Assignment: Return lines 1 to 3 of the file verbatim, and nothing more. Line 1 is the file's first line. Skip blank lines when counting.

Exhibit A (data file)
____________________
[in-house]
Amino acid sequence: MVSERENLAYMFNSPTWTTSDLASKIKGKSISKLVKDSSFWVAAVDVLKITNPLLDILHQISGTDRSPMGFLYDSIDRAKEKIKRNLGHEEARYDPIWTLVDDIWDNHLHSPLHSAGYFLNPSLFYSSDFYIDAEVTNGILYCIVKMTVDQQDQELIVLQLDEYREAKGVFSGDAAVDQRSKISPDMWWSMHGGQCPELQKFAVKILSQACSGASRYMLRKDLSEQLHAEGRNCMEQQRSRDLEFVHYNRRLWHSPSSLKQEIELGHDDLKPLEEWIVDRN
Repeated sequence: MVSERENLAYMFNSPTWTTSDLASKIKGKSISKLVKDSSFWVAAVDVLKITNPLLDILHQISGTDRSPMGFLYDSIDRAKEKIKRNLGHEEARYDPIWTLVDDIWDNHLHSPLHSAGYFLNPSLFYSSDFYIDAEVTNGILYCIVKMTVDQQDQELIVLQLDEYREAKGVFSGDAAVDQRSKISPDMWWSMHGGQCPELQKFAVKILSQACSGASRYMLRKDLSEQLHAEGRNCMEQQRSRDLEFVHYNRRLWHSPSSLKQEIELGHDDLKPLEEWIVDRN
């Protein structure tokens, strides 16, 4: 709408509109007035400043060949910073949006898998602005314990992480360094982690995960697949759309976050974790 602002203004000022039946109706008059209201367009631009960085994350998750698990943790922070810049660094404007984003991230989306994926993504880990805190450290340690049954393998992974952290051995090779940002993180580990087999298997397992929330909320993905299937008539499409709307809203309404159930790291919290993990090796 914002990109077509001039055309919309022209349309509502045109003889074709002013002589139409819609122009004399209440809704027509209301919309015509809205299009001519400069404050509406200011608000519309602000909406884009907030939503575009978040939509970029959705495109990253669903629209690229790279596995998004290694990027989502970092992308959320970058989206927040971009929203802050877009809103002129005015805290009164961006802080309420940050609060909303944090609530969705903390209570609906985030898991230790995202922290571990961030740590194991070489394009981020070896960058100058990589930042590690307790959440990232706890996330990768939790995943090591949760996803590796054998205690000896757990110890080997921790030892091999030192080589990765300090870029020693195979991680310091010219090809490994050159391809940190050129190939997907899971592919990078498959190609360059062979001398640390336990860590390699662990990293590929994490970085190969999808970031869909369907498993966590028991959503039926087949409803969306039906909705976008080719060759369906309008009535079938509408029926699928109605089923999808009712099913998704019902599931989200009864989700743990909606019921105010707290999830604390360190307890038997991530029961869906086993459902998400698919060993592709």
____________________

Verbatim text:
[in-house]
Amino acid sequence: MVSERENLAYMFNSPTWTTSDLASKIKGKSISKLVKDSSFWVAAVDVLKITNPLLDILHQISGTDRSPMGFLYDSIDRAKEKIKRNLGHEEARYDPIWTLVDDIWDNHLHSPLHSAGYFLNPSLFYSSDFYIDAEVTNGILYCIVKMTVDQQDQELIVLQLDEYREAKGVFSGDAAVDQRSKISPDMWWSMHGGQCPELQKFAVKILSQACSGASRYMLRKDLSEQLHAEGRNCMEQQRSRDLEFVHYNRRLWHSPSSLKQEIELGHDDLKPLEEWIVDRN
Repeated sequence: MVSERENLAYMFNSPTWTTSDLASKIKGKSISKLVKDSSFWVAAVDVLKITNPLLDILHQISGTDRSPMGFLYDSIDRAKEKIKRNLGHEEARYDPIWTLVDDIWDNHLHSPLHSAGYFLNPSLFYSSDFYIDAEVTNGILYCIVKMTVDQQDQELIVLQLDEYREAKGVFSGDAAVDQRSKISPDMWWSMHGGQCPELQKFAVKILSQACSGASRYMLRKDLSEQLHAEGRNCMEQQRSRDLEFVHYNRRLWHSPSSLKQEIELGHDDLKPLEEWIVDRN